Hungarian diplomats, however, denied the news. The Hungarian government’s official EC Commissioner nominee, Olivér Várhelyi, labeled the information “fake news.” At his regular press briefing on Thursday, PMO Head Gergely Gulyás stated that they “didn’t want to disrupt the unity of V4 and the EU, and therefore agreed in a documented compromise. Peace is the aim, and the Hungarian government rejects war as a tool used to sort out differences between countries. At the same time, the Hungarian Government is of the firm opinion that if Turkey takes steps to return the 4 million refugees from its territory to their own country, it must be supported,” he added.


                  The EU can't even issue a strongly worded letter without some members disagreeing lmao. We're expecting this fraud of a political union to go ahead and send warships to Cyprus or Aegean to protect Greece and/or Cyprus?

                  It's a pipe dream. I hope someone has the stones to do something versus the Turks. The American sanctions are the closest thing to effective we are going to get in this scenario.


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                  • #24
                    EU wont do anything. They see the UK as the threat not Turkey. That is why the UK voted Brexit... the EU are Ottoman enablers- always have been.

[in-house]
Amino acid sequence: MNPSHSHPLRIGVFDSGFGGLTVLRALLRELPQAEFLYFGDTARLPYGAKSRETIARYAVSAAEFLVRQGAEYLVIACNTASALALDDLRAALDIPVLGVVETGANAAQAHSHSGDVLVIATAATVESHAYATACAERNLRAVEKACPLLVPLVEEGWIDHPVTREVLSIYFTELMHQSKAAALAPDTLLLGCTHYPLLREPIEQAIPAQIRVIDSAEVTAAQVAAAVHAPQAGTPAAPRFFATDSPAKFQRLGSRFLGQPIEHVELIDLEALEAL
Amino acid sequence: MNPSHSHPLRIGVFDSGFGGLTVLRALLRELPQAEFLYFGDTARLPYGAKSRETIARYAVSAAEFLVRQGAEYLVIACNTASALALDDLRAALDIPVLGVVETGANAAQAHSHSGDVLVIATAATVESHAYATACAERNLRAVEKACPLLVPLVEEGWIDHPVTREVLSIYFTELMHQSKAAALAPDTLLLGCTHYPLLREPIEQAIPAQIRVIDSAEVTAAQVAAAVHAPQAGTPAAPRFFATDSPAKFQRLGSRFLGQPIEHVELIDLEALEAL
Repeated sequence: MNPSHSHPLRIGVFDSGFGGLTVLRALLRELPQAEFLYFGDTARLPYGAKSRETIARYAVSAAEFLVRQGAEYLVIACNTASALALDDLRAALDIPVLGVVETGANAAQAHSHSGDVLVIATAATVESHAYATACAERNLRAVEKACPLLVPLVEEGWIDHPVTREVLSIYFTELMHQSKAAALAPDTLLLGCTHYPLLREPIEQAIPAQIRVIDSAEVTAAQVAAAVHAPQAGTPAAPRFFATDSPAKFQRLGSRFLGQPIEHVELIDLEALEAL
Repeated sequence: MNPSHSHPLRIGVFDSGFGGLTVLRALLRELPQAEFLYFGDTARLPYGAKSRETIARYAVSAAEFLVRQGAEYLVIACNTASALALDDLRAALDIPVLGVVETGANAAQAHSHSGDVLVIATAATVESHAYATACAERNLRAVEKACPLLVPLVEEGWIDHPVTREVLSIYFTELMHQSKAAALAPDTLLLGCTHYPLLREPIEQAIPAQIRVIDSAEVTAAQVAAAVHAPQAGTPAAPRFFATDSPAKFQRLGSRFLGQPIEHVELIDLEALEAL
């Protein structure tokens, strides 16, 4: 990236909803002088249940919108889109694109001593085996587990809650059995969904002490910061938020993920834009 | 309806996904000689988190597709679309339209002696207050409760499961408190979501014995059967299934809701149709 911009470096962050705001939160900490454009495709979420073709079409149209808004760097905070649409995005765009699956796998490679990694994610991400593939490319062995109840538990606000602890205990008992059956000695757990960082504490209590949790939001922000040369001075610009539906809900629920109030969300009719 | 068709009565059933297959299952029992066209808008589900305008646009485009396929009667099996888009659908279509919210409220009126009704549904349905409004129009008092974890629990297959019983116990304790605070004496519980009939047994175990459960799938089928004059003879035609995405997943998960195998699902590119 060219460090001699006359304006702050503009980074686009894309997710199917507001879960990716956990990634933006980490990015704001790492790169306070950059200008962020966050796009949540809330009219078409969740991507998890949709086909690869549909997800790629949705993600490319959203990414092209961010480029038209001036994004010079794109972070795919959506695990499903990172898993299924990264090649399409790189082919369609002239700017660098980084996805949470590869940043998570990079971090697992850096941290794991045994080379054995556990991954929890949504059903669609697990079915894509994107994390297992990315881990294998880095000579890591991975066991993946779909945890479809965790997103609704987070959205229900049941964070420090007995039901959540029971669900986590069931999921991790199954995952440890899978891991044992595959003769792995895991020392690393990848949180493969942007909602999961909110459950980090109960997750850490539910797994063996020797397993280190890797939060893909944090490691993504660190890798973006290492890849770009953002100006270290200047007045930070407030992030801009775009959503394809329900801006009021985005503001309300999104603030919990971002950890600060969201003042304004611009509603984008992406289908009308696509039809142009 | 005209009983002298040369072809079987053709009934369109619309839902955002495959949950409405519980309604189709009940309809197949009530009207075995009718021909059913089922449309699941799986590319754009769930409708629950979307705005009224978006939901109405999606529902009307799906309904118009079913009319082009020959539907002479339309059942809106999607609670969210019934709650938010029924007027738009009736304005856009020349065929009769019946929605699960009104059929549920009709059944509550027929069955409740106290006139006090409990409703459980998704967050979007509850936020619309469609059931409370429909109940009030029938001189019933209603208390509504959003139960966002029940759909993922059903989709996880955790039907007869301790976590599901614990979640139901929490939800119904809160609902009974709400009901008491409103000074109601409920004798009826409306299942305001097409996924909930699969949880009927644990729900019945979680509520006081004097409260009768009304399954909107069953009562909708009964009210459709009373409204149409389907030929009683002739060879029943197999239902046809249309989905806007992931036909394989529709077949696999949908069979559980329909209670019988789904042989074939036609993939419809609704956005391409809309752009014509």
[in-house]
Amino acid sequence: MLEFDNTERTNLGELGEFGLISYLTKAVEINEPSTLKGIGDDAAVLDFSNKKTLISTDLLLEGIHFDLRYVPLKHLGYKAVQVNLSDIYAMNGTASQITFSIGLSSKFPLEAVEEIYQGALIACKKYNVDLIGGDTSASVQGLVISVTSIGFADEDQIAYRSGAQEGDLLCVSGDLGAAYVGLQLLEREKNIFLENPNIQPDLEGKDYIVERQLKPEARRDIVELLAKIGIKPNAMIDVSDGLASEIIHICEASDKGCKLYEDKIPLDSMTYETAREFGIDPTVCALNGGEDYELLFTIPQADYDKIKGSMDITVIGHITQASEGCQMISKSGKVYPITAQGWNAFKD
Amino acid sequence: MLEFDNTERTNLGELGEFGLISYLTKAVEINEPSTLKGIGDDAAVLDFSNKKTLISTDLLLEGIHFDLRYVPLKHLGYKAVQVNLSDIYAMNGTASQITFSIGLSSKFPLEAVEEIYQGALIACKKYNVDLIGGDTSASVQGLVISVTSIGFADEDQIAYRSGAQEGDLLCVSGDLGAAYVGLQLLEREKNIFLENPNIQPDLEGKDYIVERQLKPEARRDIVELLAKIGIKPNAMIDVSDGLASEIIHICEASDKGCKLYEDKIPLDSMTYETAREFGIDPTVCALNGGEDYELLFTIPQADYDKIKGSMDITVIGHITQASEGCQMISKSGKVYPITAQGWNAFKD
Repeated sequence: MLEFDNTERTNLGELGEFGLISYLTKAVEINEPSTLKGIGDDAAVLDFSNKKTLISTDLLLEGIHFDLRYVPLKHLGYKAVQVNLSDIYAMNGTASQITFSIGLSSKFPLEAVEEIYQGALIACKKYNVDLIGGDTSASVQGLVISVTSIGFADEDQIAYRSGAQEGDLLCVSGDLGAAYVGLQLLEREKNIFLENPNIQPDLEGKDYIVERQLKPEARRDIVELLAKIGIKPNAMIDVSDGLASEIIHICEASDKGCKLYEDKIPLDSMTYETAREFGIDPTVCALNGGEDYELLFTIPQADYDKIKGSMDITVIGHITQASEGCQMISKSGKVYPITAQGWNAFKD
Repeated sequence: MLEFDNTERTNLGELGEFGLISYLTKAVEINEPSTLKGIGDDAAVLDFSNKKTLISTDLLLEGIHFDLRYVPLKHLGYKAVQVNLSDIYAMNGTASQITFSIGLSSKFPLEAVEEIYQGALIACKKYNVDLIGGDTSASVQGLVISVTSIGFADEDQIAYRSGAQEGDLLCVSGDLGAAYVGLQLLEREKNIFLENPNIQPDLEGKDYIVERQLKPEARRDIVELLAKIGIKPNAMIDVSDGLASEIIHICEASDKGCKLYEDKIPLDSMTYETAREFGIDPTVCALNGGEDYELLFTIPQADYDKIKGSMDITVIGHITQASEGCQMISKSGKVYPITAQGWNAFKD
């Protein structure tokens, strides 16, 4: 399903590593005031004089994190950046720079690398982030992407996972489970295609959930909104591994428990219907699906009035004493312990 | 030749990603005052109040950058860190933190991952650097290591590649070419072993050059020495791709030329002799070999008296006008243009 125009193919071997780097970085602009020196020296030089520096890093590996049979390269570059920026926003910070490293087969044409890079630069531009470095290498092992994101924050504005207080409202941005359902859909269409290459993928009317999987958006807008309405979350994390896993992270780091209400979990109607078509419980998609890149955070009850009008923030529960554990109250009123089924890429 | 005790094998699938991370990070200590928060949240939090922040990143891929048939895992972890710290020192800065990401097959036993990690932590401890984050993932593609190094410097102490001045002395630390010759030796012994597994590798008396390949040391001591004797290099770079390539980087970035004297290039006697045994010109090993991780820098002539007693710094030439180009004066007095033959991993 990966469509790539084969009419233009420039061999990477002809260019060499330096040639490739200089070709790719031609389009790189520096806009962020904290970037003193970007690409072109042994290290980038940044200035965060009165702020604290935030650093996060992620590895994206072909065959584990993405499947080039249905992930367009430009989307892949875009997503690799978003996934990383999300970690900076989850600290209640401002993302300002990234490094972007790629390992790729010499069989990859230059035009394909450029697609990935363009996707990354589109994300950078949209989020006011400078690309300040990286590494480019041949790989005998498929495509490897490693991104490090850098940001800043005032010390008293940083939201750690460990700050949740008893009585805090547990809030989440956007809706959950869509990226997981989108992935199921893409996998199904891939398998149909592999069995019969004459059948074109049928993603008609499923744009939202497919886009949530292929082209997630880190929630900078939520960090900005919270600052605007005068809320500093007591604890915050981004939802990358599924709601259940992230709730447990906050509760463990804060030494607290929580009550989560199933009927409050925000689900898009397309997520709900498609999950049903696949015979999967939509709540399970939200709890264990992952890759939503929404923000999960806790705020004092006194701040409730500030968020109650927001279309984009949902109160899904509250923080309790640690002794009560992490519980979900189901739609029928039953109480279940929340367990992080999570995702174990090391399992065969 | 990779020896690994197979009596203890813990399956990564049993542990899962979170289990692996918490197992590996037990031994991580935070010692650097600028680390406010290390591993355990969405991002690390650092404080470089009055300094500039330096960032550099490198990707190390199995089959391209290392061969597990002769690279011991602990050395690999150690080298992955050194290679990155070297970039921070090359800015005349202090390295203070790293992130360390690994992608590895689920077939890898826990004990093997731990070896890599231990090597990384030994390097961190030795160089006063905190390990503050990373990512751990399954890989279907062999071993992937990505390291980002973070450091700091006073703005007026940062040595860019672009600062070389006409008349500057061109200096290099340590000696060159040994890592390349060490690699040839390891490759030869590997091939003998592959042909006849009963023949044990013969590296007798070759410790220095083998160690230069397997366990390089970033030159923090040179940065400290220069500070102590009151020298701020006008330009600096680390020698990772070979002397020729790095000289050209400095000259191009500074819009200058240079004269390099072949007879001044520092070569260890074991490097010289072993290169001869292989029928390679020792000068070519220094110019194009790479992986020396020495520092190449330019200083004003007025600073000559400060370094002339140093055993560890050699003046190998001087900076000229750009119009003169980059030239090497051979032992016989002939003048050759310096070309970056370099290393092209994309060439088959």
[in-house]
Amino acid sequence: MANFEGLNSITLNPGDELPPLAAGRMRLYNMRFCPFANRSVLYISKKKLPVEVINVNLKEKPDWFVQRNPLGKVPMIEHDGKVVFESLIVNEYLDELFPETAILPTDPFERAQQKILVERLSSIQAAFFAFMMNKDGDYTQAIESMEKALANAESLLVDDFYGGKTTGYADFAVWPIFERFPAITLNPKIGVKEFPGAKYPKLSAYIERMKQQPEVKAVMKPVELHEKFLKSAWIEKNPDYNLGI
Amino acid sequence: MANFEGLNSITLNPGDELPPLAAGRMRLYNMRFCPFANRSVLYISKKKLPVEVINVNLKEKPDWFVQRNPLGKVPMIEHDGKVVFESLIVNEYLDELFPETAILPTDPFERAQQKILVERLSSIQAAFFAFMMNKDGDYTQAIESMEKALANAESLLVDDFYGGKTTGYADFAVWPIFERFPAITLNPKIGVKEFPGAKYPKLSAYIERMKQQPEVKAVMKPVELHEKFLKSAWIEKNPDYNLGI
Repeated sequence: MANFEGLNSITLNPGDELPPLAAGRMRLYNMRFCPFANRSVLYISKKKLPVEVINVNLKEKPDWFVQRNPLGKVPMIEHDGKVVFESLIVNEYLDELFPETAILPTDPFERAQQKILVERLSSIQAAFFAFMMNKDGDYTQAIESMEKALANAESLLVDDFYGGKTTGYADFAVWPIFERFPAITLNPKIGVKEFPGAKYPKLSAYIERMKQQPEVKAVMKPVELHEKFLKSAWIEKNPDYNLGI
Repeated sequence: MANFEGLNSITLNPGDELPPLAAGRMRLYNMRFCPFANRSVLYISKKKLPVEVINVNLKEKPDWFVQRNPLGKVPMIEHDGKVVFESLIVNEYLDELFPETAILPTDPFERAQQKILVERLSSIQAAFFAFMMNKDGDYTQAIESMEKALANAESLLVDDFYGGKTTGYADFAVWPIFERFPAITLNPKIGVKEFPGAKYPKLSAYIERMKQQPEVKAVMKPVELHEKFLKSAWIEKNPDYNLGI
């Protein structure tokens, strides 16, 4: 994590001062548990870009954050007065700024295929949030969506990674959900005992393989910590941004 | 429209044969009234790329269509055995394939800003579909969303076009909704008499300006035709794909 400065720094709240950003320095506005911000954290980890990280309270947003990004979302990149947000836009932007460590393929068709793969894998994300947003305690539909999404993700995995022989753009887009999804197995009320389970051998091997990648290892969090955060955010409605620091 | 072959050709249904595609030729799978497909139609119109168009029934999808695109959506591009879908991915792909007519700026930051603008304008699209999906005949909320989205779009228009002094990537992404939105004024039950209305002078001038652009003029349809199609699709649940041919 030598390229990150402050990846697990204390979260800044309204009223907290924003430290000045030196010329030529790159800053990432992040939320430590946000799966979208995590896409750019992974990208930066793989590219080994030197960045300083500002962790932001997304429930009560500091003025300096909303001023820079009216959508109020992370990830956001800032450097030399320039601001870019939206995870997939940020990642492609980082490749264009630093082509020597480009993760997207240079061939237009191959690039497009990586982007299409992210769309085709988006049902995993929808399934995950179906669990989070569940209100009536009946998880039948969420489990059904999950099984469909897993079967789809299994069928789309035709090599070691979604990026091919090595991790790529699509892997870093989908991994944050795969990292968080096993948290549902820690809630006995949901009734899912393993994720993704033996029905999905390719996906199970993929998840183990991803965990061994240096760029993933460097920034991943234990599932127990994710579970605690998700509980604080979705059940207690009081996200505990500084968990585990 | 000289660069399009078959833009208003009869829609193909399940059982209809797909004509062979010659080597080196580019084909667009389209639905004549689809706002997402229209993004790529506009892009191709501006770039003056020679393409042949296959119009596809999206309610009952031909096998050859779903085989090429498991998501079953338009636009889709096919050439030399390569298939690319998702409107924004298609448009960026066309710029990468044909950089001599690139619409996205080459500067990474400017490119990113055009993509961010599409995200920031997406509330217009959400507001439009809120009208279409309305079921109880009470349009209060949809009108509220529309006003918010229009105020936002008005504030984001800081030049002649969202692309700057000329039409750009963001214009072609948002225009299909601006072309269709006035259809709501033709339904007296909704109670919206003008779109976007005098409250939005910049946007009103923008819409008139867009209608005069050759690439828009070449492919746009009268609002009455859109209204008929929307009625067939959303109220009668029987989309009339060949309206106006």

Comment


                    • #25
                      The EU has made too many mistakes and is moving in the wrong direction. That said, the UK has done a lot in the past to help prop the Turks up and they still retain strong relations with them.

                      The man now leading the fight for Brexit is himself part Turkish.

                      https://www.arabnews.com/node/1531301

                      [Boris] Johnson’s great-grandfather was an Ottoman journalist and politician who briefly served as the Ottoman education and internal affairs minister in 1919.


                      And the UK was far from helpful in denouncing Turkey's recent dispute with Cyprus:

                      https://greece.greekreporter.com/2019/05/16/uk-recognizes-cyprus-sovereign-rights-calls-on-turkey-to-halt-drilling/

                      The Foreign Office’s statement clearly calls on Turkey to stop its intended drilling in the Eastern Mediterranean.

                      ”We have called on Turkey not to drill in this area,” the statement noted.